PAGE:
The NQE cluster can contain the following components:
The Network Load Balancer (NLB) server, which receives and stores information from the NLB collectors in the NLB database that it manages.
The NQE database server, which serves connections from clients, the scheduler, the monitor and lightweight server (LWS) components in the cluster to add, modify, or remove data from the NQE database. Currently, NQE uses the mSQL database.
The NQE scheduler, which analyzes data in the NQE database and makes scheduling decisions.
The NQE database monitor, which monitors the state of the database and to which the NQE database components are connected.
NQE clients (running on numerous machines) contain software so users can submit, monitor, and control requests by using either the NQE GUI or the command line interface. From clients, users also can monitor request status, delete or signal requests, monitor machine load, and receive request output using the FTA.
The machines in your network where you run NQS are usually machines that have a large execution capacity. Job requests can be submitted from components in an NQE cluster, but they will only be initiated on an NQS server node.
FTA can be used from any NQS server node to transfer data to and from any node in the network by using the ftpd daemon. It also can provide file transfer by communicating with ftad daemons that incorporate network peer-to-peer authorization, which is a more secure method than ftp.
On NQS server nodes, you need to run a collector process to gather information about the machine for load balancing and request status for the NQE GUI Status and Load windows programs. The collector forwards this data to the NLB server.
The NLB server runs on one or more NQE nodes in a cluster, but it is easiest to run it initially on the first node where you install NQE. Redundant NLB servers ensure that the NLB database has a greater availability if an NLB server cannot be reached through the cluster.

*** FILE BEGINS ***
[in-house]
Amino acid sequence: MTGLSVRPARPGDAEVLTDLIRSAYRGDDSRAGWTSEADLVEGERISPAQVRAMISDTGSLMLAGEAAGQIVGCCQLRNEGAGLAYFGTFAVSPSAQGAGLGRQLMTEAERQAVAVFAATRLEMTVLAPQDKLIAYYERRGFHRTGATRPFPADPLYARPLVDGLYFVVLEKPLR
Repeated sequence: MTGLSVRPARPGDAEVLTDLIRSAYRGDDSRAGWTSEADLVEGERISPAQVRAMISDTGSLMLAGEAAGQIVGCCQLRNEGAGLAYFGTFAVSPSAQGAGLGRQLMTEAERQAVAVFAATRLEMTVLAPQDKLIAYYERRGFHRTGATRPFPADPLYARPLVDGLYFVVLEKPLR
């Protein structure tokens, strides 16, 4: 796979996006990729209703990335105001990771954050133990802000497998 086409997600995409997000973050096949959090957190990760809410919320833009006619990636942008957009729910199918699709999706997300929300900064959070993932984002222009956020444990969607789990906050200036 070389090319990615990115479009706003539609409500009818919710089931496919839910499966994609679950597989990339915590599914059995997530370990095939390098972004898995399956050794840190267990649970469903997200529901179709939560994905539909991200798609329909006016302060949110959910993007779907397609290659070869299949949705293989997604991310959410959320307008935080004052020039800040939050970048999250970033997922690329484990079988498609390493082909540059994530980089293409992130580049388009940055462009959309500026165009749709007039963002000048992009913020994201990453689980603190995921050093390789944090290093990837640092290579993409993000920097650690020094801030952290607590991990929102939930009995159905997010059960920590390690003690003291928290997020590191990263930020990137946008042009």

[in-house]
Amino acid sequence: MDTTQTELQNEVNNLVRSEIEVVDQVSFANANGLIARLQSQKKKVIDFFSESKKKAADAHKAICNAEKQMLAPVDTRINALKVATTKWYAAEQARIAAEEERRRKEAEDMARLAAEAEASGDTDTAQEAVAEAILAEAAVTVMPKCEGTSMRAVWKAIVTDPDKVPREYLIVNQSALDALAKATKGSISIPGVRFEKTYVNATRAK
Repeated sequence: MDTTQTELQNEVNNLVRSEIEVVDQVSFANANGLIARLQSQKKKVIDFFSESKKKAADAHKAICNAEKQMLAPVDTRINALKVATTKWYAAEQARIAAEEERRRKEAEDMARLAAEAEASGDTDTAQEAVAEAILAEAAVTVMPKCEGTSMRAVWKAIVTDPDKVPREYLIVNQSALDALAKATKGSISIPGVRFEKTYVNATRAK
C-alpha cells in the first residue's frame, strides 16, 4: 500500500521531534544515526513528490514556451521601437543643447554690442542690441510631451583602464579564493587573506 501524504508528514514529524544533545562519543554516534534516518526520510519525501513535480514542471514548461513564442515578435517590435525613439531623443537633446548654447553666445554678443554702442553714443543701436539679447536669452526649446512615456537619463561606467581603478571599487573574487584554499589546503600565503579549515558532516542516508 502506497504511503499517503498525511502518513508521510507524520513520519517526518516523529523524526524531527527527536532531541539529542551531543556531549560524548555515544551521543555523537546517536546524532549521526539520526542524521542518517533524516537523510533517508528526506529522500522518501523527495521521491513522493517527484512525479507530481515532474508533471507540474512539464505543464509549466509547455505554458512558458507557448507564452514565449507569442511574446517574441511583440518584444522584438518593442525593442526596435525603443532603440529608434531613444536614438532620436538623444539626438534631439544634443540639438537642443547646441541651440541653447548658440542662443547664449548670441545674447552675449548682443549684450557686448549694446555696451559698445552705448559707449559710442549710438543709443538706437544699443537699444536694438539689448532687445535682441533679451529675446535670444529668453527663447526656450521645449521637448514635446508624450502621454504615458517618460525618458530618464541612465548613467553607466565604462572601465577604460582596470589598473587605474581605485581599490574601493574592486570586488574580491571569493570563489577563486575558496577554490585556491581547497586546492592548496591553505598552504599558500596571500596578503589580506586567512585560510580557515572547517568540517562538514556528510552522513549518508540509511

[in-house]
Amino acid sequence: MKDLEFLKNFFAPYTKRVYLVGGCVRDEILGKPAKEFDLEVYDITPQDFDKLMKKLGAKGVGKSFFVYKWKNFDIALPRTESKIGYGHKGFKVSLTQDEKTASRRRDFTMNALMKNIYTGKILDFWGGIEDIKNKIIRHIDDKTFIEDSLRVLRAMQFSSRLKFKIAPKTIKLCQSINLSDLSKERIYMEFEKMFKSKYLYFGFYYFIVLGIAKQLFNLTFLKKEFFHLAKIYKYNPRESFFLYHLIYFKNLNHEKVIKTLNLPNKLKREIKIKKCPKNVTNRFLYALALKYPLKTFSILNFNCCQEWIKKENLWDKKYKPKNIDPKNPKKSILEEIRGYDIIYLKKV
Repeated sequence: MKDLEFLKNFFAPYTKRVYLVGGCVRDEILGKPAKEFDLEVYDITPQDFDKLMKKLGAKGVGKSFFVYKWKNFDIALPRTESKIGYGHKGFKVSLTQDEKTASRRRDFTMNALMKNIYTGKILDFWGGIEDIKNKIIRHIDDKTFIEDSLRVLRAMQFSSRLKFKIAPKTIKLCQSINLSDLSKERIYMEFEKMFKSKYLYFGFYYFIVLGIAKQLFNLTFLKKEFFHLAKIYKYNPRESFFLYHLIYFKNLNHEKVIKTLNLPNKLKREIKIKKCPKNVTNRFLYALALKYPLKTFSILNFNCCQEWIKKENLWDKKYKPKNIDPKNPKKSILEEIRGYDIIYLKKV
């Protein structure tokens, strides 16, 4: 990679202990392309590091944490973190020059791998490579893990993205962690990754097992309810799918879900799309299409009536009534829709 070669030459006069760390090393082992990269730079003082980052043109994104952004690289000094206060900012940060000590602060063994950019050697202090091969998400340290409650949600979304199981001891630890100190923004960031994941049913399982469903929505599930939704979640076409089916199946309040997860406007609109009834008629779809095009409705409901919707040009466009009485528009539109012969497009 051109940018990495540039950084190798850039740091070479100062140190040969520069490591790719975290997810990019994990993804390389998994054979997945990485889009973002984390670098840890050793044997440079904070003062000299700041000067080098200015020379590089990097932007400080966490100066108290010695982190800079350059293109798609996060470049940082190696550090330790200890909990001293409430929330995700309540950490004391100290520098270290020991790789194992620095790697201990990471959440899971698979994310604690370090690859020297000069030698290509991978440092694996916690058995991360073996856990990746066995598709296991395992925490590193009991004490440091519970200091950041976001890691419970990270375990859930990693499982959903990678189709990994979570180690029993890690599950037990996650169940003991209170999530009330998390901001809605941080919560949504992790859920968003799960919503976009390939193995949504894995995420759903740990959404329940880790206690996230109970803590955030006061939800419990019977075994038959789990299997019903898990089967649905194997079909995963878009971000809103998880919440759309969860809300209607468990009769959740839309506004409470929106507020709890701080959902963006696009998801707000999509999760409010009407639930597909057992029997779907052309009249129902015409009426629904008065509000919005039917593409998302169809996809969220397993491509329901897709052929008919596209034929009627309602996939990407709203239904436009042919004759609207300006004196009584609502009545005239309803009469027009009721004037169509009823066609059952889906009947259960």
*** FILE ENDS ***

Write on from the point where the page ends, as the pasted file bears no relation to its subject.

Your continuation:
|Note:: The NQE database must be on only one NQE node; there is no redundancy.|
NQE lets you do the following tasks:
Submit batch requests to a node in the NQE cluster that is running NQS.
Route requests automatically without knowing the names of queues or hosts.
Monitor the status of requests across the NQE cluster. Request status is refreshed at configurable intervals.
Signal a request in the node cluster.
Delete a request in the node cluster.
Allow independent jobs to communicate with each other by using the cevent(1) command.
Communicate with other UNIX systems running public domain versions of NQS.
Monitor the machine load across the NQE cluster.
Recover and restart your requests (see your NQE User's Guide, publication SG-2148, to determine which systems support this capability).
Transfer files both interactively and from within batch requests on NQE servers without specifying a password.
Queue file transfers so that you can go on to other work.
Automatically retry file transfers that encounter network failures.
Customize your NQE environment.